Between 26th and 28th July 2007 a huge crowd gathered in Bogotá  — women, small farmers, Afro-Colombians, indigenous people, displaced people, trade unionists, relatives of the victims of murder, kidnapping or forced disappearance —  to meet and get to know each other, and to seek ways to solve their problems. Among them was Professor Gustavo  Moncayo, who  had been walking from his birthplace Nariño, on the southwest border with Ecuador, since mid-June, appealing for freedom for his son, a policeman kidnapped by the main rebel group, the Revolutionary Armed Forces of Colombia (FARC), in 1997. A report of what he said is given below and includes a call for a humanitarian agreement ––  which is supported by the European Union and international human rights organisations —  between all sides in the conflict in Colombia.

( Translated by Dan Baird, a CSN translator)

Moncayo: lessons from  a teacher
By Mauricio Rodriguez

Professor Moncayo’s words in the Plaza de Bolívar are not only moving: they demonstrate  the passion and clarity of a man who knows clearly what he wants to see and who sees what Colombia needs to achieve peace.

Undoubtedly tired, and pausing at times like a man on an extremely long road, Professor Moncayo spoke to us in a conversational way, as he would talk between lessons to a group of pupils, more like a teacher than a professor.  He told us how in the the loneliness and indifference he experienced on his first days on the road towards the humanitarian agreement, his only companions — together with his daughter — were the mountains and the deep valleys, the cold and the rays of sunlight that lit the way.  These were his companions – and his greatest hope.
    And this was his first lesson: that we should learn to observe.  We should observe the magic and the majesty both of our natural riches and of our people, of the people’s solidarity amidst the poverty in which thousands of families live. One of these  families had  invited him, as night came, to share their simple meal. “This is what we are”, he said. “We are a people of great heart and solidarity, darkened by misery and lack of vision”.  On his way, Moncayo had seen the problems of our hospitals, schools and colleges, the shacks  beside great avenues, the exploitation of children and, again and again, the sheer misery.  But everywhere there was also the fraternal embrace, human solidarity, love,  and respect for the teacher’s cause.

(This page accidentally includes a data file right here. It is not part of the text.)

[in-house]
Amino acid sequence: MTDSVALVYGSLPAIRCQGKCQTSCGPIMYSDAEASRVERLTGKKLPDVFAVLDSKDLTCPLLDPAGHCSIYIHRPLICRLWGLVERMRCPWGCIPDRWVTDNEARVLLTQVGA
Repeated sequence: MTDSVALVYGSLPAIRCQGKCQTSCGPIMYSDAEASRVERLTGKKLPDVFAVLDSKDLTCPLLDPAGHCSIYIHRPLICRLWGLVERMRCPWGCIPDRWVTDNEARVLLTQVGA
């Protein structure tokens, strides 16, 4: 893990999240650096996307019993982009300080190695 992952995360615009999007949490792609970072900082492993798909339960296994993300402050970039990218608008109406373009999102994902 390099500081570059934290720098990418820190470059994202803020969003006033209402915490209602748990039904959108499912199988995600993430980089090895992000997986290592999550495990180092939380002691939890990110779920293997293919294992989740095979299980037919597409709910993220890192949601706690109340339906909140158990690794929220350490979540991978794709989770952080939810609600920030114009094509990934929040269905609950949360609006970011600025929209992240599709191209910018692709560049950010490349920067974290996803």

His second lesson: to learn to listen, to compel ourselves to listen, to want to listen.  He told us how, without it being suggested to them, the police admit that they act  in the interests of capital and against the people. In conversation they can  be brought to understand  that they too are among the millions of Colombians who suffer from neglect, low salaries and unemployment.  The police  understand that they are really part of those who often resort to marches and street protests, but whom — with clubs, black shields, tear gas and water dye — they disperse in the name of sacred liberty and order.
    The third lesson: the people should stand up with dignity. Step by step, he had realised that the original reason for his walk had changed.  No longer was it the freeing of his son or of all those who had been kidnapped.  He told us that what was developing now was his proposal for a humanitarian agreement, and that the Colombian people — in contrast to the complicit and deathly silence of the guerillas and  the President — has an obligation to stand up with dignity and demand peace and to demand the humanitarian agreement.  This, he said, would come about
if the guerillas renounced their weapons and if the budget which [President] Uribe begs from the rest of the world was invested to solve  the country’s social problems.  The people have the responsibility for peace, because they have the responsibility for changing history.
    Moncayo will remain in the Plaza de Bolívar, because his long walk has brought him here, but his final goal  is the humanitarian agreement.  And this will be better preparation for  the rest of us. From time to time, we can go and talk with the teacher, we can enjoy a conversation with him.  We can observe, listen and talk, to go on learning both his new and his old lessons.  

Colombia Support Network
P.O. Box 1505
Madison, WI  53701-1505
phone:  (608) 257-8753
fax:  (608) 255-6621
e-mail:  csn@igc.org

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